Natural gas is stored in shales in different ways: (1) gas adsorbed in the kerogen material, (2) free gas in inorganic inter-particle and intraparticle (matrix) porosity, (3) free gas in a pore network developed within the organic matter or kerogen, (4) free gas in microfracture and slot porosity, and (5) free gas stored in hydraulic fractures created during stimulation of the shale reservoir. An additional storage element is provided by gas dissolved in kerogen. These observations and the dominant nanoscale porosity in shale reservoirs were the focus of the present research and led to the following original developments:
1. A method for calculating an adsorbed porosity based on the strict definition of porosity, i.e., ratio of pore volume to bulk volume. Mathematical expressions for both intrinsic and scaled to bulk volume adsorbed porosities are presented in this thesis.
2. A physics-based quintuple porosity model for handling storage and fluid flow in shale gas reservoirs. The governing equations that describe the gas mass balance in the quintuple porosity model are presented in detail.
3. 2D radial and orthogonal numerical simulation fully implicit models built from scratch for handling the different types of porosities mentioned above and diffusion of gas dissolved in kerogen.
The adsorbed porosity mentioned in item 1 above is based on calculation of the thickness of the methane adsorbed monolayer and the size of organic pores in shales at a given pressure and temperature.
The complexity of quintuple porosity shales radial and orthogonal numerical models mentioned in items 2 and 3 above is high but they account successfully for viscous and non-Darcy flow in shale nanopores (slip flow and Knudsen diffusion). Consequently, they help to provide a better understanding of the flow mechanisms occurring in these reservoirs.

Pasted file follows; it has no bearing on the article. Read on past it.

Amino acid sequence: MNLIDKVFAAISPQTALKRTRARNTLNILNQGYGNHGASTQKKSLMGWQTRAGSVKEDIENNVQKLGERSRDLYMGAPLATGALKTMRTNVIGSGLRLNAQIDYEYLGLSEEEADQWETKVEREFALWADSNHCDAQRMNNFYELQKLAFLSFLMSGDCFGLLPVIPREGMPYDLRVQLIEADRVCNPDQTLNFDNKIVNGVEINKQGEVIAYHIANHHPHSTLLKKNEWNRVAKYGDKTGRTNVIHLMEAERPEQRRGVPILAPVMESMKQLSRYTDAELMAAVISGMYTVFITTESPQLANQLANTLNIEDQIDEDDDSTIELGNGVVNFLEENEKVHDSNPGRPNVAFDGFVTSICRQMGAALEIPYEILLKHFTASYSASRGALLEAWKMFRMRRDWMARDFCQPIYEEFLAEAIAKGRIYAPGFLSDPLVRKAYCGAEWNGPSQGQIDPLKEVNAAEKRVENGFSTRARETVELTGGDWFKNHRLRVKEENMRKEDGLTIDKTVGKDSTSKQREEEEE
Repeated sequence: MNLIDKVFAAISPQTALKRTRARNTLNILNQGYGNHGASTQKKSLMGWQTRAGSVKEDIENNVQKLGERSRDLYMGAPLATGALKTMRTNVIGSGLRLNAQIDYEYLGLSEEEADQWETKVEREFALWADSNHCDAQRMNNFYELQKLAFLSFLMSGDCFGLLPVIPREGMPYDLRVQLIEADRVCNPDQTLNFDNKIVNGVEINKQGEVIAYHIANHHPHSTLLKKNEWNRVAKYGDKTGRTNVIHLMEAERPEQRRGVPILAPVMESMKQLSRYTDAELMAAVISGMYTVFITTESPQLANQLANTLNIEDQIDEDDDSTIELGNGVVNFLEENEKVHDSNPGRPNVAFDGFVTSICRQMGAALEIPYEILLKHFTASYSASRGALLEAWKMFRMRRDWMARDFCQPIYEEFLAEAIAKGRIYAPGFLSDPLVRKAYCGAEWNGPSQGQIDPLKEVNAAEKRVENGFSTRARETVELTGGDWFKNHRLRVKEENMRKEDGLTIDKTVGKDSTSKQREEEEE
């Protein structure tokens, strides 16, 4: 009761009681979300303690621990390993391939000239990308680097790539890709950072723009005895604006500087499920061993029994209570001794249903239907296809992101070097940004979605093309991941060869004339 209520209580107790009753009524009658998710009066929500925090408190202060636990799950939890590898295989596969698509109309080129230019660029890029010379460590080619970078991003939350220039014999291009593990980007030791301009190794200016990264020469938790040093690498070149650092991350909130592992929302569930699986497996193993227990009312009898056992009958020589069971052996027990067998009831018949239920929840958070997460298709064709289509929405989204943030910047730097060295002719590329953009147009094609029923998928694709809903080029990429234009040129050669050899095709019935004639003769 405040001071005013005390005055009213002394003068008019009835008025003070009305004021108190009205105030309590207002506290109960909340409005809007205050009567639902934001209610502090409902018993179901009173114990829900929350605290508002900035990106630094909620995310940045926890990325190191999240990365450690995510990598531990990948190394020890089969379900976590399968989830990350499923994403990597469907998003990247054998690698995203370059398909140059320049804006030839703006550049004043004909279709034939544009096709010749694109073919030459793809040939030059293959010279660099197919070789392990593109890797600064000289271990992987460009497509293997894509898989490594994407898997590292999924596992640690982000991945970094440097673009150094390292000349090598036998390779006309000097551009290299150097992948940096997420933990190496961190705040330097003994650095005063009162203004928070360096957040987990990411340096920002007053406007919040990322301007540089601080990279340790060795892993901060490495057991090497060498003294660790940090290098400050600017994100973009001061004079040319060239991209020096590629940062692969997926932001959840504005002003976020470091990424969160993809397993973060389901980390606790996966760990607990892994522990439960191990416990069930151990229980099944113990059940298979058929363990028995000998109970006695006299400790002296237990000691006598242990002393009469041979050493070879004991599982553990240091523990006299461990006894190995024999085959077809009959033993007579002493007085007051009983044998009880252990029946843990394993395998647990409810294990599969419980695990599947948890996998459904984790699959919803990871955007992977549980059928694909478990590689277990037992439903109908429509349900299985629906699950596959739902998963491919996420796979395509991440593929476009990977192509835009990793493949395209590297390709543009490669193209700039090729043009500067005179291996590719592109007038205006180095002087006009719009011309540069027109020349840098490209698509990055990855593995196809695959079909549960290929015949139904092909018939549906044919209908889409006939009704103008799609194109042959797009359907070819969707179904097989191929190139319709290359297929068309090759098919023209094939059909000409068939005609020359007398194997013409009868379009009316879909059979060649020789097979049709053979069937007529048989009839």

Real data from Devonian gas shales are used to illustrate the effect of free gas, adsorbed gas and dissolved gas in kerogen in a material balance crossplot of P/Z vs. cumulative gas production.
It is concluded that not taking into account all the porosities mentioned above plus diffusion of gas dissolved in kerogen can lead to pessimistic values of original gas in place (OGIP) and recoveries. This has been the case of Devonian shales in the Appalachian Basin in North-Eastern United States where hydraulically fractured vertical wells have been producing for several decades far beyond original expectations. In many cases fluid flow has been observed to go on for 25 years without reaching boundary dominated flow.